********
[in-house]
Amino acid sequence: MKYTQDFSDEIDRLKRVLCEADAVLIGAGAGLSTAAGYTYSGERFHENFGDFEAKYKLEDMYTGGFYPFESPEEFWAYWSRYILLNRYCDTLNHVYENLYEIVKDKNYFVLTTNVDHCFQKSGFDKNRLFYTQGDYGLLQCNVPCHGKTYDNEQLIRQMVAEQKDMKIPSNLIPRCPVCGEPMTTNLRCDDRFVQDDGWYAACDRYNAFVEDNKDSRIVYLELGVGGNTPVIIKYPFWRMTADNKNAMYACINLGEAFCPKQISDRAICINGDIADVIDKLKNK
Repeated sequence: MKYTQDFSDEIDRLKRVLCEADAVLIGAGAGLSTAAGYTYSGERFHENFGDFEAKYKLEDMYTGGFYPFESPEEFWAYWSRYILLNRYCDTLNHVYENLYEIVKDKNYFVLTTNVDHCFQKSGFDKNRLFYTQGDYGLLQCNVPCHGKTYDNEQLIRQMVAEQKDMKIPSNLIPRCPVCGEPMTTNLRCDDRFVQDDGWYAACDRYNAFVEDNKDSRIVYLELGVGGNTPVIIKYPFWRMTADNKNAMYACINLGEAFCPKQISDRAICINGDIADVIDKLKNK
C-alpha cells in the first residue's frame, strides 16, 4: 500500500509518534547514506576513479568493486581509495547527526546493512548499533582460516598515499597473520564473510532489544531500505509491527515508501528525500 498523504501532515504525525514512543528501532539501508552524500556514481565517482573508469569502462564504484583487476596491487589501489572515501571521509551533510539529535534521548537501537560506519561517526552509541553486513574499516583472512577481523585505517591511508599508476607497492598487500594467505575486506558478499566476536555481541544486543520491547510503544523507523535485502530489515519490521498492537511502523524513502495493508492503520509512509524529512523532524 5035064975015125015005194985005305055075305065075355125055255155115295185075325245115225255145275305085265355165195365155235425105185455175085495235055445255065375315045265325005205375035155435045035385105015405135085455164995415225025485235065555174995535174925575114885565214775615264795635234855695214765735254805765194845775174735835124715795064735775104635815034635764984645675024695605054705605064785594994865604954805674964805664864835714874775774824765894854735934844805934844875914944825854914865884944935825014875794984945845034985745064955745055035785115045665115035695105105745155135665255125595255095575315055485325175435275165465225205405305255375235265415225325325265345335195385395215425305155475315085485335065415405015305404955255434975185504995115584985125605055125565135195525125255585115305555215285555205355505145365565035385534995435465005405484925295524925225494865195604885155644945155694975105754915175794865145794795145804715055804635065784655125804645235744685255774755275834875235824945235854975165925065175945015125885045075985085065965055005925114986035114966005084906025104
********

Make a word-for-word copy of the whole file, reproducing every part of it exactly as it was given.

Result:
[in-house]
Amino acid sequence: MKYTQDFSDEIDRLKRVLCEADAVLIGAGAGLSTAAGYTYSGERFHENFGDFEAKYKLEDMYTGGFYPFESPEEFWAYWSRYILLNRYCDTLNHVYENLYEIVKDKNYFVLTTNVDHCFQKSGFDKNRLFYTQGDYGLLQCNVPCHGKTYDNEQLIRQMVAEQKDMKIPSNLIPRCPVCGEPMTTNLRCDDRFVQDDGWYAACDRYNAFVEDNKDSRIVYLELGVGGNTPVIIKYPFWRMTADNKNAMYACINLGEAFCPKQISDRAICINGDIADVIDKLKNK
Repeated sequence: MKYTQDFSDEIDRLKRVLCEADAVLIGAGAGLSTAAGYTYSGERFHENFGDFEAKYKLEDMYTGGFYPFESPEEFWAYWSRYILLNRYCDTLNHVYENLYEIVKDKNYFVLTTNVDHCFQKSGFDKNRLFYTQGDYGLLQCNVPCHGKTYDNEQLIRQMVAEQKDMKIPSNLIPRCPVCGEPMTTNLRCDDRFVQDDGWYAACDRYNAFVEDNKDSRIVYLELGVGGNTPVIIKYPFWRMTADNKNAMYACINLGEAFCPKQISDRAICINGDIADVIDKLKNK
C-alpha cells in the first residue's frame, strides 16, 4: 500500500509518534547514506576513479568493486581509495547527526546493512548499533582460516598515499597473520564473510532489544531500505509491527515508501528525500 498523504501532515504525525514512543528501532539501508552524500556514481565517482573508469569502462564504484583487476596491487589501489572515501571521509551533510539529535534521548537501537560506519561517526552509541553486513574499516583472512577481523585505517591511508599508476607497492598487500594467505575486506558478499566476536555481541544486543520491547510503544523507523535485502530489515519490521498492537511502523524513502495493508492503520509512509524529512523532524 5035064975015125015005194985005305055075305065075355125055255155115295185075325245115225255145275305085265355165195365155235425105185455175085495235055445255065375315045265325005205375035155435045035385105015405135085455164995415225025485235065555174995535174925575114885565214775615264795635234855695214765735254805765194845775174735835124715795064735775104635815034635764984645675024695605054705605064785594994865604954805674964805664864835714874775774824765894854735934844805934844875914944825854914865884944935825014875794984945845034985745064955745055035785115045665115035695105105745155135665255125595255095575315055485325175435275165465225205405305255375235265415225325325265345335195385395215425305155475315085485335065415405015305404955255434975185504995115584985125605055125565135195525125255585115305555215285555205355505145365565035385534995435465005405484925295524925225494865195604885155644945155694975105754915175794865145794795145804715055804635065784655125804645235744685255774755275834875235824945235854975165925065175945015125885045075985085065965055005925114986035114966005084906025104